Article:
Seattle Is Looking to Drop Old Marijuana Convictions

Image via AP.
Image via AP.

Six years after marijuana became legal in Washington state, the city of Seattle will finally move to dismiss misdemeanor marijuana-possession convictions previously prosecuted by the city.

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The announcement came in a Thursday statement from the office of Mayor Jenny Durkan and City Attorney Pete Holmes, who wrote that vacating the now irrelevant-convictions is an attempt at “restorative justice for the communities who have been disproportionately targeted by the criminal justice system and furthers the city’s commitment to eliminate racial disparities.” Those communities, of course, refer to people of color. Though studies show that white people in the state use weed more than black and Latinx people, the latter groups are far more likely to prosecuted:

“Marijuana possession arrests in Washington rose sharply in the 25-year period from 4,000 in 1986 to 11,000 in 2010, totaling 240,000 arrests, according to the Drug Policy Alliance,” the mayor’s office statement says. “In Washington state, African Americans were arrested at 2.9 times the rate of whites. Latinos and Native Americans were arrested at 1.6 times the rate of whites.”

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Seattle has long been progressive in its pot laws. Minor possession has been the lowest enforcement priority since 2003; beginning in 2012, it became legal for adults over 21 to possess up to an ounce of weed.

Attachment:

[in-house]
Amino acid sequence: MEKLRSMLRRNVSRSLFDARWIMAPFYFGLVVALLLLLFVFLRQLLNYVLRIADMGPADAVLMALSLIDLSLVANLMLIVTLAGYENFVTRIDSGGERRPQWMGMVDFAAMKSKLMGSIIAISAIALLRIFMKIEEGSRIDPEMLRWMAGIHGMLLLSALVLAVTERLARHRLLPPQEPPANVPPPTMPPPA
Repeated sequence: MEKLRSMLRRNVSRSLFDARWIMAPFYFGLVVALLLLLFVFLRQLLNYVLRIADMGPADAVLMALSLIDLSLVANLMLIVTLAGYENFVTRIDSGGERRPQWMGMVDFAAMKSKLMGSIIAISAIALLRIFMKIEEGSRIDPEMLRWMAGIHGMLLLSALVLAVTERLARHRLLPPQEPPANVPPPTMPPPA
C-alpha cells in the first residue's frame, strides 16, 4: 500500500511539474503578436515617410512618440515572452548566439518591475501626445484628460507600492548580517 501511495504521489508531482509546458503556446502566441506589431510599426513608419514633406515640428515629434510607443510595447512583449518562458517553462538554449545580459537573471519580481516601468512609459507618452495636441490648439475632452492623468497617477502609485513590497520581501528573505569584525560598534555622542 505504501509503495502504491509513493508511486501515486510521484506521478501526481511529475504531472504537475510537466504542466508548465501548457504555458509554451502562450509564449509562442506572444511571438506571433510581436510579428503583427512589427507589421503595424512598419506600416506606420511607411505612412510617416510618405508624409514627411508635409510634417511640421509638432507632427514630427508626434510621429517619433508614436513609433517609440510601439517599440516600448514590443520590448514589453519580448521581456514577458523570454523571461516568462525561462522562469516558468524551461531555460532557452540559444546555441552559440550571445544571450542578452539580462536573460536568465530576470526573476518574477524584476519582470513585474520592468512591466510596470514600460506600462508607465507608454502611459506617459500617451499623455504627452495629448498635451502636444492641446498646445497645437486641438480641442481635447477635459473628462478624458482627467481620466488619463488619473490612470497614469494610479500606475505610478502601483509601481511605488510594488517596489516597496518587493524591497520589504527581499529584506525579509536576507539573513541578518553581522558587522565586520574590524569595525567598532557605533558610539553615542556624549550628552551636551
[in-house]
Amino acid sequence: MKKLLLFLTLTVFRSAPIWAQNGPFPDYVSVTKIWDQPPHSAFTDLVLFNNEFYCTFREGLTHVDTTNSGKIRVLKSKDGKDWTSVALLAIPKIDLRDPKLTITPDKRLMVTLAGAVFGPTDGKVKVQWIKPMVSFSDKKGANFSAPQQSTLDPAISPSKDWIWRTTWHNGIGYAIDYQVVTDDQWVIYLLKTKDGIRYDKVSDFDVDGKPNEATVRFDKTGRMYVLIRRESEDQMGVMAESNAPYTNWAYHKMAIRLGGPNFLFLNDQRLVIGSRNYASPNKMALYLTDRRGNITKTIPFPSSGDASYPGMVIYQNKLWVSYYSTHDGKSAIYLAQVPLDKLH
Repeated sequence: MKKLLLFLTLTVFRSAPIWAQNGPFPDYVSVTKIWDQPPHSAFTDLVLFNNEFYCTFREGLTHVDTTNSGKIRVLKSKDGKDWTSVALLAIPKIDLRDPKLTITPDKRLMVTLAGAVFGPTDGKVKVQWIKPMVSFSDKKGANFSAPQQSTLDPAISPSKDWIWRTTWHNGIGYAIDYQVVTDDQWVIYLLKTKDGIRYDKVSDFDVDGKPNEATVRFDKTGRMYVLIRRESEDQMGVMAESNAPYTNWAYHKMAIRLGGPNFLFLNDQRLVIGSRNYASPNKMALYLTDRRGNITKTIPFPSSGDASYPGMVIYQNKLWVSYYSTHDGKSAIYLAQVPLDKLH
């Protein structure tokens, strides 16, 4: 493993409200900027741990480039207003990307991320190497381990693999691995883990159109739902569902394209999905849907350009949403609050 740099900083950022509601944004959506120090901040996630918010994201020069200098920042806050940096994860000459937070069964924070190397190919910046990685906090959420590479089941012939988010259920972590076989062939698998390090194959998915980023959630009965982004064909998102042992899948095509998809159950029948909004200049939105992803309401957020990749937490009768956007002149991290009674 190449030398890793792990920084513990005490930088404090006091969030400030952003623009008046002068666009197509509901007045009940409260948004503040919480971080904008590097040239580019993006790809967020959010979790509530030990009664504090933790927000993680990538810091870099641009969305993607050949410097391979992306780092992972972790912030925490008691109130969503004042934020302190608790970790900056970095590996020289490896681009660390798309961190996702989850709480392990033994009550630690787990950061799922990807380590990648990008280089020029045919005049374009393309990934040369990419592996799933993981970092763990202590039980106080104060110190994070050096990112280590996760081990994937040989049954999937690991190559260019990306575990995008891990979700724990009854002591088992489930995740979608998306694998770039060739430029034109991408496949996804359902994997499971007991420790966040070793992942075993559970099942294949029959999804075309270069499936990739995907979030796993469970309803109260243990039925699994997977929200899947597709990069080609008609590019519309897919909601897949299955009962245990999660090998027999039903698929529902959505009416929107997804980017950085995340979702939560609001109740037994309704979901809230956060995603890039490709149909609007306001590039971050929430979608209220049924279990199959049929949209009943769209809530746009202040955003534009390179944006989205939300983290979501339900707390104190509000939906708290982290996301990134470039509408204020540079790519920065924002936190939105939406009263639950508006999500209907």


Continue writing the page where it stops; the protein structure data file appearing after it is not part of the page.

It’s not clear how many people will be affected by the new policy, though the statement from Durkan and Holmes notes that a motion will be made on behalf of all those who are found eligible, and won’t require any action on the part of those convicted.

Night blogger at Jezebel

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DISCUSSION

suffersfoolsgladly
Suffersfoolsgladly

High time, as they say. I’ve been smoking and loving weed since I was 17, wayyy back in 1979. I’ve always viewed it as Nature’s Sacrament.

A couple years ago I was diagnosed with breast cancer and had been dealing for decades with a degenerative spinal condition, thus making me eligible for a medical Marijuana card here in Connecticut.

I still can’t get over it!

In the olden days, I used to get a teensy thrill when it was time to go see my pot guy..the illicitness was kind of fun.

Other than buying weed, I was a straight arrow citizen. My main connection in the 80's and 90's was a friend who grew his own down in N. Carolina and in the fall, when the harvest was brought up North, we’d all convene for trimming parties at his house, each of us with our mountain of untrimmed bud in front of us, smoking some of what we trimmed, listening to music and conversation, just a good time. We were paid in product, of course.

I got so used to sneaking around all those years, that now that I can just walk into the dispensary and buy anything I want, it takes some adjusting to!

My first purchases saw me sort of sidle up to the counter,sotto voce, saying “Um, could I have two of those?” as I looked about mewith beady little eyes. The girl behind the counter even laughed..she was like : “Yes of course! You can have as many as you want!” Very soothing and reassuring, she was.

I’m considerably more relaxed now when making my purchases. I have a huge monthly allotment, too..I can buy two ounces, or the equivalent in edibles, vapes etc,  every thirty days..I don’t consume much more than 3 or 4 ounces in a whole year! 

I would definitely put a legal smoking age of 21 on marijuana, only because it really can take the edge off one’s youthful motivation..not the best idea to be overly mellow when preparing for adult life, but overall I think its a very beneficial thing. To see people still harshly penalized for something I can now get legally and easily is just not right.